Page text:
By Dennis Berry
In the end, sometimes the only person you can blame is yourself. When you are the head coach of a team, it all comes down on you. Sure you might not get along with everyone and there may be conflicts, but that happens.
As a head coach you still have to find a way to get your team to play together and win games.
For Paul Weshphal, that never happened in Sacramento. That is why the Sacramento Kings fired Westphal 7 games into the 2011-12 NBA season. They replaced him with former Golden State Warriors Head Coach Keith Smart.
Westphal was in his third season as the Kings Head Coach with little to show in way of positive results. In the previous two seasons, the Kings were a combined 49-115. They would finish last in the Pacific division both seasons.
This year under Westphal the Kings started 2-5. They were averaging only 90 points a game, while allowing 102 points a game. This was just continuing an ugly trend of basketball in Sacramento.
In the 2010-11 season, the Kings were ranked 25th in points per game at 99.4. They allowed 104.7 points a game, which had them ranked 25th. In Westphal's first year at Sacramento, they Kings averaged 100 points a game, which ranked them 23rd and allowed 104.5 points a game, resulting in a rank of 25th overall.
This was the year that the offense started to improve. The Kings' top three scorers are young, but very talented. Marcus Thornton, Tyreke Evans, and DeMarcus Cousins, however, have proven they are good enough to build a team around.
Westphal's relationship with them sadly added to his downfall.
The past week brought national attention to the rough relationship of Cousins and Westphal. It started on New Year's Day when Westphal released a statement saying that Cousins had demanded a trade and was told to stay home for the game that night against New Orleans.
At that point it appeared that Cousins' time with the Kings would soon come to an end. It was not his first run in with Westphal. Trade speculation rose as where the talented big man would end up. Though it seems that is not what the Maloof Brothers (owners of the Kings) had in mind.
The following day in came out that the Kings would not trade their 2010 first round pick. Cousins would rejoin the Kings for their road trip to Memphis and Denver. After losing those two games, Westphal was let go.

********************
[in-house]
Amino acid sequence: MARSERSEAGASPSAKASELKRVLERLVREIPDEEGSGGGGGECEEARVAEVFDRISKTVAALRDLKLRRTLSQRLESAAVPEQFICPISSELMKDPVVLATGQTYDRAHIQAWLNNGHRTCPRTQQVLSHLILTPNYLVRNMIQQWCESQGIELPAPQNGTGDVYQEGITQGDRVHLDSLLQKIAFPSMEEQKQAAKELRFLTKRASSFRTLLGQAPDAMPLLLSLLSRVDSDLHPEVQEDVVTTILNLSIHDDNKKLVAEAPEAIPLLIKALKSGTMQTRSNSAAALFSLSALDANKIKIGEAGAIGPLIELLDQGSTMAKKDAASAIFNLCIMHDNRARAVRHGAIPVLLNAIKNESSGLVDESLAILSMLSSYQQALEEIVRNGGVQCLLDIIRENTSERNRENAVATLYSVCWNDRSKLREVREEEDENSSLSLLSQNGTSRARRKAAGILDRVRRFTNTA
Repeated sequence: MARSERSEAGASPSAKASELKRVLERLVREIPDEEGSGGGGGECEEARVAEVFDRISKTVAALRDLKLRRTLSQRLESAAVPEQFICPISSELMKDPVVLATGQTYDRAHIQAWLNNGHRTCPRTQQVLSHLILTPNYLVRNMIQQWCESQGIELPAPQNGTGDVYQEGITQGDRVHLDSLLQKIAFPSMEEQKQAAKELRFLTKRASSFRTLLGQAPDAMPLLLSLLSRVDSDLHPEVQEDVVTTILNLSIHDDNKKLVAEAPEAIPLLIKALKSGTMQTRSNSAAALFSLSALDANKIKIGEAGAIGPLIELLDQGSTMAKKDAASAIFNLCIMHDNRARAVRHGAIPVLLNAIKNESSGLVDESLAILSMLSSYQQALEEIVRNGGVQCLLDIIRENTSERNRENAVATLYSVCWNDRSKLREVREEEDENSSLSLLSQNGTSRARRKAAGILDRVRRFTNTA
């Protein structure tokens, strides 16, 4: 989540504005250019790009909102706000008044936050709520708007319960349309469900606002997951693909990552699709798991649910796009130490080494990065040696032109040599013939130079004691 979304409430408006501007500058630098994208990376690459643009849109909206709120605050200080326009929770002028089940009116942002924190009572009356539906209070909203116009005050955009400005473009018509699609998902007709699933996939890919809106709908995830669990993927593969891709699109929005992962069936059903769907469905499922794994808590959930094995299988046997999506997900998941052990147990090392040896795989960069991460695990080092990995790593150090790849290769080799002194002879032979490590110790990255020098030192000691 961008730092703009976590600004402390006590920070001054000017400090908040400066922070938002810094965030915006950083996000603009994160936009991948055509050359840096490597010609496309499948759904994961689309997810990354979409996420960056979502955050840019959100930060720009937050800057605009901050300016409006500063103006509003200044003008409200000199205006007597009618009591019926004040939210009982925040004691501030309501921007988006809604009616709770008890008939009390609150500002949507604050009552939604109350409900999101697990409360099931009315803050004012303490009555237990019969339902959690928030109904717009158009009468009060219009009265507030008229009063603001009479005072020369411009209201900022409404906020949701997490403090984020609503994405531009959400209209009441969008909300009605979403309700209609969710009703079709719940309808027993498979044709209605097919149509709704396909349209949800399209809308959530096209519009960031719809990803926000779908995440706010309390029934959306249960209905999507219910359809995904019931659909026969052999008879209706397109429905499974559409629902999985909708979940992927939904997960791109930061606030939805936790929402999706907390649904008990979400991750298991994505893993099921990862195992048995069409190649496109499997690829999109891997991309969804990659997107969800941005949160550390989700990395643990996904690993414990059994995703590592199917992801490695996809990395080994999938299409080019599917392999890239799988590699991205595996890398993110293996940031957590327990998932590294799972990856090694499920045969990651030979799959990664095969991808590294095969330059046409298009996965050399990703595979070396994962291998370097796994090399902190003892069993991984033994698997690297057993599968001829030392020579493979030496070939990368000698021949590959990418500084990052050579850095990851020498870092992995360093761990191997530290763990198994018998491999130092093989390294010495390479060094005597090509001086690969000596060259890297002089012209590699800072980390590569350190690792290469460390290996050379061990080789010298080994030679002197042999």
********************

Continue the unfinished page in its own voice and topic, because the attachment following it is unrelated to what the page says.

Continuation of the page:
The Kings had to make this move. The young roster never fully embraced Westphal as their coach. That was evident from the lack of professionalism that surrounded the Kings organization during Westphal's time as coach.
Is this the last we will see of Westphal on a NBA sideline? Perhaps, given he has experienced success in the league. He has won 318 regular season games in the NBA, and led the Phoenix Suns to the 1993 Finals.
For Westphal, when things go bad the ending is always the same for him. He has been fired at each NBA stop in his career (Phoenix, Seattle, & Sacramento).
At the end of the day, Westphal's lack of success in Sacramento falls on him. He should have been able to find a way to connect with the young Kings and get them going in the right direction.
The way the Kings played Thursday night in a comeback win over Milwaukee, after being down 21 points, shows that he never did that. Sacramento did not play well throughout most of the game, but when they made their comeback they played with energy and as a team, which they did not do under Westphal.
Now does firing Westphal fix everything that was wrong with Sacramento? No. They are still a learning to play as a team. Their best players are young and some need to learn that what it means to be a professional basketball player.
Only time will tell if firing Westphal was the first step towards rebuilding the Kings. The only thing that we do know is that Westphal did not do his job.